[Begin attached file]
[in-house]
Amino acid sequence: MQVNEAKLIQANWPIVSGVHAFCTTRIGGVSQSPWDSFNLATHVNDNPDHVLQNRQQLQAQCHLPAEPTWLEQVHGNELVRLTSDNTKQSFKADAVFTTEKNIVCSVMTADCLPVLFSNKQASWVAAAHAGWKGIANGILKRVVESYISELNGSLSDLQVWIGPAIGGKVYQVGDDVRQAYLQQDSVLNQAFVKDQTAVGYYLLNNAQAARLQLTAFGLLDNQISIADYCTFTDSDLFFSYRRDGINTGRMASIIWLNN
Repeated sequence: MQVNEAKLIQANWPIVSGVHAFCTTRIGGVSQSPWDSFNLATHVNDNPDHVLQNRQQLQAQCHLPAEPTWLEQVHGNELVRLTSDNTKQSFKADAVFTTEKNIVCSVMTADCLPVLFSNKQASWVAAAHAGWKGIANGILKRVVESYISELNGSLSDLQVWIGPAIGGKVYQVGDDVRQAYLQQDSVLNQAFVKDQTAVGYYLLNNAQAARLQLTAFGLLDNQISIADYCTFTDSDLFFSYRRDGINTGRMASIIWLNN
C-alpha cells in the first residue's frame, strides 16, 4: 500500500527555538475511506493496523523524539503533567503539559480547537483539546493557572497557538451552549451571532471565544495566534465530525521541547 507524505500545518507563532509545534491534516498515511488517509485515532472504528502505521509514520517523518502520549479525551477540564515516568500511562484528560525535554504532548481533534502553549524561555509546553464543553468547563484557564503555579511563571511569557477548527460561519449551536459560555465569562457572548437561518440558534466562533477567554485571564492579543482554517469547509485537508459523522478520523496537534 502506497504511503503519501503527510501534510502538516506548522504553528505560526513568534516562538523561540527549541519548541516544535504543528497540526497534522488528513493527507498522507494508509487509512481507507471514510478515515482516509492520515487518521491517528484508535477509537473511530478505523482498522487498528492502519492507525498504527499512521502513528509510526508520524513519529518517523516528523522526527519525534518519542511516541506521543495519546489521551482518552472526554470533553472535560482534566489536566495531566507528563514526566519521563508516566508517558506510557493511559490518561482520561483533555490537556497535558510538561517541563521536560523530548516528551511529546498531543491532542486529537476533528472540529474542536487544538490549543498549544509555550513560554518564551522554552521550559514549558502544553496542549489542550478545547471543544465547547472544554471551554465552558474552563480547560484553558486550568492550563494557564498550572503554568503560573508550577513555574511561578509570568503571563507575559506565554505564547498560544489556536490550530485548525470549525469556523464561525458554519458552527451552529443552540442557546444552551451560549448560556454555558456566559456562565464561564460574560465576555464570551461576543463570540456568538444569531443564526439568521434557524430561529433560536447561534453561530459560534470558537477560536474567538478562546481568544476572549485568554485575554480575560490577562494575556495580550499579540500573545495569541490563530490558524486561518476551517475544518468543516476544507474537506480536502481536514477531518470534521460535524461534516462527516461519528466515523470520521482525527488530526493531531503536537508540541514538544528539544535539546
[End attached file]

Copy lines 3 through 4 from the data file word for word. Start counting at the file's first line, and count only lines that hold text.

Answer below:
Repeated sequence: MQVNEAKLIQANWPIVSGVHAFCTTRIGGVSQSPWDSFNLATHVNDNPDHVLQNRQQLQAQCHLPAEPTWLEQVHGNELVRLTSDNTKQSFKADAVFTTEKNIVCSVMTADCLPVLFSNKQASWVAAAHAGWKGIANGILKRVVESYISELNGSLSDLQVWIGPAIGGKVYQVGDDVRQAYLQQDSVLNQAFVKDQTAVGYYLLNNAQAARLQLTAFGLLDNQISIADYCTFTDSDLFFSYRRDGINTGRMASIIWLNN
C-alpha cells in the first residue's frame, strides 16, 4: 500500500527555538475511506493496523523524539503533567503539559480547537483539546493557572497557538451552549451571532471565544495566534465530525521541547 507524505500545518507563532509545534491534516498515511488517509485515532472504528502505521509514520517523518502520549479525551477540564515516568500511562484528560525535554504532548481533534502553549524561555509546553464543553468547563484557564503555579511563571511569557477548527460561519449551536459560555465569562457572548437561518440558534466562533477567554485571564492579543482554517469547509485537508459523522478520523496537534 502506497504511503503519501503527510501534510502538516506548522504553528505560526513568534516562538523561540527549541519548541516544535504543528497540526497534522488528513493527507498522507494508509487509512481507507471514510478515515482516509492520515487518521491517528484508535477509537473511530478505523482498522487498528492502519492507525498504527499512521502513528509510526508520524513519529518517523516528523522526527519525534518519542511516541506521543495519546489521551482518552472526554470533553472535560482534566489536566495531566507528563514526566519521563508516566508517558506510557493511559490518561482520561483533555490537556497535558510538561517541563521536560523530548516528551511529546498531543491532542486529537476533528472540529474542536487544538490549543498549544509555550513560554518564551522554552521550559514549558502544553496542549489542550478545547471543544465547547472544554471551554465552558474552563480547560484553558486550568492550563494557564498550572503554568503560573508550577513555574511561578509570568503571563507575559506565554505564547498560544489556536490550530485548525470549525469556523464561525458554519458552527451552529443552540442557546444552551451560549448560556454555558456566559456562565464561564460574560465576555464570551461576543463570540456568538444569531443564526439568521434557524430561529433560536447561534453561530459560534470558537477560536474567538478562546481568544476572549485568554485575554480575560490577562494575556495580550499579540500573545495569541490563530490558524486561518476551517475544518468543516476544507474537506480536502481536514477531518470534521460535524461534516462527516461519528466515523470520521482525527488530526493531531503536537508540541514538544528539544535539546